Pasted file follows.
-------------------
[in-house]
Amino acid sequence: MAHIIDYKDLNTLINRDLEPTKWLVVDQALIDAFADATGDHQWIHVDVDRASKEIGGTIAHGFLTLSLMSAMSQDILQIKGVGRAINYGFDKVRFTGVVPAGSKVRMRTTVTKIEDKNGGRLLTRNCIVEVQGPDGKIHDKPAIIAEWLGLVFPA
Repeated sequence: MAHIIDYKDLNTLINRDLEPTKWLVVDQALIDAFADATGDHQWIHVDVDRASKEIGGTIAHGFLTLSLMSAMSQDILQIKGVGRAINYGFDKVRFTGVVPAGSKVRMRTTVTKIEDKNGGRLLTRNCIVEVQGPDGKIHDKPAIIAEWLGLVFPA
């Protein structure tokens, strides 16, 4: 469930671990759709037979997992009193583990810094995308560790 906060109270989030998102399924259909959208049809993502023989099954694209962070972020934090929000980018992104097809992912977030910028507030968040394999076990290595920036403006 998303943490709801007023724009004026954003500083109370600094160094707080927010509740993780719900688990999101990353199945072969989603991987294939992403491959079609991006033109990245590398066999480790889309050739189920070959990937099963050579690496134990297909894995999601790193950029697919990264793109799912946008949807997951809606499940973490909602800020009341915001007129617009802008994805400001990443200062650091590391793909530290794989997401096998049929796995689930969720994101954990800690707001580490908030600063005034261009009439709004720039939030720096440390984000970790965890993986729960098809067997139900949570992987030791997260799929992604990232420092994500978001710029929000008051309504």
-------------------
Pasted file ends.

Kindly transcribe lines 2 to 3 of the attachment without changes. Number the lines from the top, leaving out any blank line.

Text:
Amino acid sequence: MAHIIDYKDLNTLINRDLEPTKWLVVDQALIDAFADATGDHQWIHVDVDRASKEIGGTIAHGFLTLSLMSAMSQDILQIKGVGRAINYGFDKVRFTGVVPAGSKVRMRTTVTKIEDKNGGRLLTRNCIVEVQGPDGKIHDKPAIIAEWLGLVFPA
Repeated sequence: MAHIIDYKDLNTLINRDLEPTKWLVVDQALIDAFADATGDHQWIHVDVDRASKEIGGTIAHGFLTLSLMSAMSQDILQIKGVGRAINYGFDKVRFTGVVPAGSKVRMRTTVTKIEDKNGGRLLTRNCIVEVQGPDGKIHDKPAIIAEWLGLVFPA